35. Pitler TA, Landfield PW (1987 a) Probable Ca2+ -mediated inactivation of Ca2+ currents in mammalian brain neurons. Brain Res 410:147–153PubMedCrossRefGoogle Scholar
  36. Schlaepfer WW, Hasler MB (1979) Characterization of the calcium-induced disruption of neurofilaments in rat peripheral nerve. Brain Res 168:299–309PubMedCrossRefGoogle Scholar
  37. Schwartzkroin DA, Slawsky MA (1977) Probable calcium spikes in hippocampal neurones. Brain Res 135:157–161PubMedCrossRefGoogle Scholar
  38. Scriabine A (1987) Ca2+ channel ligands: Comparative pharmacology. In: Venter JC, Triggle D (eds) Structure and physiology of the slow inward calcium channel. Alan R. Liss, New York, p 51Google Scholar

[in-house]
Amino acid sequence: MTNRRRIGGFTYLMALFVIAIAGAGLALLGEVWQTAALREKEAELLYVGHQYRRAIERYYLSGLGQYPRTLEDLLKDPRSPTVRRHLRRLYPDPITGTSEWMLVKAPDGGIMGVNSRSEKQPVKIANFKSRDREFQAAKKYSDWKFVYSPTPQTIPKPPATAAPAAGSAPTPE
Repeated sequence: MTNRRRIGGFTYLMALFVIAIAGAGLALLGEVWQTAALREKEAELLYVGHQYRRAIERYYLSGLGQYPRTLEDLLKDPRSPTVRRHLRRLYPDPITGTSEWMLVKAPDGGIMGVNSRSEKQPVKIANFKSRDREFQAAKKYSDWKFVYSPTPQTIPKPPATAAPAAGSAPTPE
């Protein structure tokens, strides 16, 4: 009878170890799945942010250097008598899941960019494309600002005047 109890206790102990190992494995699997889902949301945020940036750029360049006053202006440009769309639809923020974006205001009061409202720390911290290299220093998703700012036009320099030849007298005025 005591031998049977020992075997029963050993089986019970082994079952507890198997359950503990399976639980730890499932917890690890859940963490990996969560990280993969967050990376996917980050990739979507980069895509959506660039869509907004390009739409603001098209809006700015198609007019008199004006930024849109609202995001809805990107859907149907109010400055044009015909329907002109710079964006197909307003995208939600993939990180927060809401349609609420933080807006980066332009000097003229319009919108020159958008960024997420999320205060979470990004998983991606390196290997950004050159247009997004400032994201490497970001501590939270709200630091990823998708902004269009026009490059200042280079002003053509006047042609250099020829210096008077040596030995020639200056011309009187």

39. Smith DO (1980) Mechanisms of action potential failure at sites of axon branching in the crayfish. J Physiol (Lond) 301:243–259Google Scholar
  40. Squire LR (1986) Mechanisms of memory. Science 232:1612–1619PubMedCrossRefGoogle Scholar
  41. Storm J (1987) Action potential repolarization and a fast afterhyperpolarization in rat hippocampal pyramidal cells. J Physioi (Lond) 385:733–759Google Scholar
  42. Tomlinson BE, Henderson G (1976) Some quantitative cerebral findings in normal and demented old people. In: Terry RD, Gershon S (eds) Neurobiology of aging. Raven Press, New York, pp 183–204Google Scholar
  43. Wisniewski HM, Terry RD (1973) Morphology of the aging brain, human and animal. Prog Brain Res 40:167–186PubMedCrossRefGoogle Scholar
  44. Wong RKS, Prince DA (1981) After potential generation in hippocampal pyramidal cells. J Neurophysiol 45:87–97Google Scholar

Copyright information

© Springer-Verlag Berlin Heidelberg 1988

Authors and Affiliations

  • P. W. Landfield
    • 1
  1. 1.Department of Physiology and PharmacologyBowman Gray School of Medicine, of Wake Forest UniversityWinston-SalemUSA

Personalised recommendations